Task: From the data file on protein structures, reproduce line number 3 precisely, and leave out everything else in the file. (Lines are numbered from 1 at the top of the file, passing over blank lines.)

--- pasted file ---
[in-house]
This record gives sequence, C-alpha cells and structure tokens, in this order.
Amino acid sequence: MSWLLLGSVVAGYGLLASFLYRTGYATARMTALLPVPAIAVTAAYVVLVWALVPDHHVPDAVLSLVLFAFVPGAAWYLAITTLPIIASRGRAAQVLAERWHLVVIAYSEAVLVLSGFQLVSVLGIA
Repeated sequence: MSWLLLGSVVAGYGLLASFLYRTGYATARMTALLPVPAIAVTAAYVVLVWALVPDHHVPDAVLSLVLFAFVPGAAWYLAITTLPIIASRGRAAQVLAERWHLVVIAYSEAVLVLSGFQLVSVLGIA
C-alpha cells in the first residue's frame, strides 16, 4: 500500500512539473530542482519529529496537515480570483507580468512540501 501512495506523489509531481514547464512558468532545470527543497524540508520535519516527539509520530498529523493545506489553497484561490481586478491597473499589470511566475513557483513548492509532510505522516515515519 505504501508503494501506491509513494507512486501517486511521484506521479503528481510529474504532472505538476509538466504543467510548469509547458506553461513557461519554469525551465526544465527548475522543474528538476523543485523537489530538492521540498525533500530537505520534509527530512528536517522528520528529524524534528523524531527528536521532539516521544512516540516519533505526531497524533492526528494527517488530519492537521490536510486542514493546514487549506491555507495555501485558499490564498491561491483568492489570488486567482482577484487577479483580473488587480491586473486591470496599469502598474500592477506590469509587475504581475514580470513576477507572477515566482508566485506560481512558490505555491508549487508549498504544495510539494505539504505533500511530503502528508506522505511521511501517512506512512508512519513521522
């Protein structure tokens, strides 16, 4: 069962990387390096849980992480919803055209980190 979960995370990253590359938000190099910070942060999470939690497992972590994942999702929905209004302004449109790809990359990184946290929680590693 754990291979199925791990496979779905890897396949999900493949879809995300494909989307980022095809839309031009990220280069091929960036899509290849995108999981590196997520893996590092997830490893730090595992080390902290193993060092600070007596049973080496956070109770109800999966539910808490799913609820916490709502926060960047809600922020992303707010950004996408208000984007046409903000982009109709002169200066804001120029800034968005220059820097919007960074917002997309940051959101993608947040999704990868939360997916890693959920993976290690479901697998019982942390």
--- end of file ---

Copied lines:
Amino acid sequence: MSWLLLGSVVAGYGLLASFLYRTGYATARMTALLPVPAIAVTAAYVVLVWALVPDHHVPDAVLSLVLFAFVPGAAWYLAITTLPIIASRGRAAQVLAERWHLVVIAYSEAVLVLSGFQLVSVLGIA